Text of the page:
Terrance Callan, «The Soteriology of the Second Letter of Peter», Vol. 82 (2001) 549-559
2 Peter presents Jesus as savior in that he purchased his followers from
slavery to corruption and the defilements of the world. Human beings became
slaves of corruption through erroneous thinking and following the desires of the
flesh, i.e. sin. Jesus’ followers have been released from this servitude by their
recognition that Jesus has purchased them from their previous owner and is now
their master. The ethical teaching of 2 Peter is based on continuing in the freedom
from slavery to sin that has come through Jesus. The eschatological teaching of 2
Peter describes the completion of salvation, the culmination of both slavery to sin
and following Jesus.
The Pauline character of the soteriology of 2 Peter is very marked. In view of the author’s claim (in 2 Pet 3,16) that Paul agrees with what the author has said, this is not surprising.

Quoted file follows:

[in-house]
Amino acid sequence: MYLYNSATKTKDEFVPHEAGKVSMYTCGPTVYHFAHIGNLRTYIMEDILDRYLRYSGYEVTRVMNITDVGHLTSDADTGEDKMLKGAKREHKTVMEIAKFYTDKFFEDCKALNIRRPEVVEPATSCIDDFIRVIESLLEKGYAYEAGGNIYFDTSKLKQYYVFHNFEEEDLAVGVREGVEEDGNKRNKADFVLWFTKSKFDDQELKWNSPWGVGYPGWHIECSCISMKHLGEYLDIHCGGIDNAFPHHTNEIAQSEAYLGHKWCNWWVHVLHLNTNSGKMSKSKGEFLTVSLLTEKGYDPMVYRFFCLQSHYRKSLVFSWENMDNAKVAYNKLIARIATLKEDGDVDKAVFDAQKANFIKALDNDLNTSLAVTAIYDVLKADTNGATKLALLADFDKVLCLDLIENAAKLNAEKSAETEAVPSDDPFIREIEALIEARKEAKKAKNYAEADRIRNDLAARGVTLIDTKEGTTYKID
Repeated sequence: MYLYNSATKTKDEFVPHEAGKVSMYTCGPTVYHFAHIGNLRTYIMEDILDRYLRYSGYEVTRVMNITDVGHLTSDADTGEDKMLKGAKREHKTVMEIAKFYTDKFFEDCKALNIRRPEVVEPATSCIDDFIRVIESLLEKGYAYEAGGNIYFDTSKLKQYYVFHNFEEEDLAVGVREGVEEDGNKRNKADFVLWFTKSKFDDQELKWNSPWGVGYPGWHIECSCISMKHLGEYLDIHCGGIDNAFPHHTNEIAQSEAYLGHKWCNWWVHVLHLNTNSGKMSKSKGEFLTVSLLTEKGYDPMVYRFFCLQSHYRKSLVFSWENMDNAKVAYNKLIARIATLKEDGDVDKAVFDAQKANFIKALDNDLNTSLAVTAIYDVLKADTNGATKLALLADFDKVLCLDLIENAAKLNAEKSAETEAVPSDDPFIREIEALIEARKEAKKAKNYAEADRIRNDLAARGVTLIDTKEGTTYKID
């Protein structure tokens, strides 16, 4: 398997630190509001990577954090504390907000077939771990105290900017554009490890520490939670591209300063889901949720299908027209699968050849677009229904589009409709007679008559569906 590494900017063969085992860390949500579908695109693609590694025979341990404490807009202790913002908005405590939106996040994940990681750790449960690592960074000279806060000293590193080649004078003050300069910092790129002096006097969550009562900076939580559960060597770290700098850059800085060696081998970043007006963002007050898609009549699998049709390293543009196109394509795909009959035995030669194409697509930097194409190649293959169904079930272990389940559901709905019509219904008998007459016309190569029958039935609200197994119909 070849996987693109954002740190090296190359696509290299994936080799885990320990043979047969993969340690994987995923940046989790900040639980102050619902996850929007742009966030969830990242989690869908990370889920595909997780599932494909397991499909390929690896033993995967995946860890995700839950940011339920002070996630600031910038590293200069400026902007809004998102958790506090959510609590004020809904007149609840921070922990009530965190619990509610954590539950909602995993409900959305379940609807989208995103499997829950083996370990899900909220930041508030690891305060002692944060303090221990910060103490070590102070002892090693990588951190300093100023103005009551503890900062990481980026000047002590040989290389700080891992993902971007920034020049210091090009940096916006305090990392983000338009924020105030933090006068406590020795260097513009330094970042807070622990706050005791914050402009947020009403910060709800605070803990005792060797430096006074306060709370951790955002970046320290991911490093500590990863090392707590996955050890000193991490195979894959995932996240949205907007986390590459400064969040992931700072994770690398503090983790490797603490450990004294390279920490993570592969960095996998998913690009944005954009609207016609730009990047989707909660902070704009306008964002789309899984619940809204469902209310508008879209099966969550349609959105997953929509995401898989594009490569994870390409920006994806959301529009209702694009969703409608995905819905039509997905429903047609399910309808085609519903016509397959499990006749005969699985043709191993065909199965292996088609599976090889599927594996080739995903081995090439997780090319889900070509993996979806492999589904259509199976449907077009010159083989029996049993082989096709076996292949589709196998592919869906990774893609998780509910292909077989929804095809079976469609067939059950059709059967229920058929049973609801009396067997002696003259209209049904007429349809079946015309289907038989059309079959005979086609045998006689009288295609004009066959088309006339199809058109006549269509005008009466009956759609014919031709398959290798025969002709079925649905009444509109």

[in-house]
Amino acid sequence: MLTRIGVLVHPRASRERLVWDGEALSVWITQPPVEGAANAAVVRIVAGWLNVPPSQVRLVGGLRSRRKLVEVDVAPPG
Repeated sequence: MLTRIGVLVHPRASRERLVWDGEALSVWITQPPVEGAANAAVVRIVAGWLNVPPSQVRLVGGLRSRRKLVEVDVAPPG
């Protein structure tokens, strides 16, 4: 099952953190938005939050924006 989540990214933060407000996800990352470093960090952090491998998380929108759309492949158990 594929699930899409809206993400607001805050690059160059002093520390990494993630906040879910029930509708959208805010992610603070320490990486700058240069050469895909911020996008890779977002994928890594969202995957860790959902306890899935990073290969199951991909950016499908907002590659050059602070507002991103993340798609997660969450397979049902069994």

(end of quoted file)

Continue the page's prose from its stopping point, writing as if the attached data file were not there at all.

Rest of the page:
star49. The image of the morning star may allude simultaneously to Num 24,17 and to Hellenistic astrological interests50. Expectation of the end of the world does provide a negative incentive to virtue, namely to avoid being destroyed with the impious. However, the expectation also provides a positive incentive; it will be the dawning of day after a dark night.
The return of Jesus and the end of the world are mainly presented as God’s final punishment of the impious. However, insofar as the situation of the pious is like that of Lot, distressed by the behavior of the impious (2,7-8), the punishment of the impious will benefit the pious. The punishment of the impious will also eliminate their temptation of the pious (2,18). In addition, righteousness will dwell in the new heavens and earth that will replace the present heavens and earth when they are brought to an end (3,13, alluding to Isa 32,16).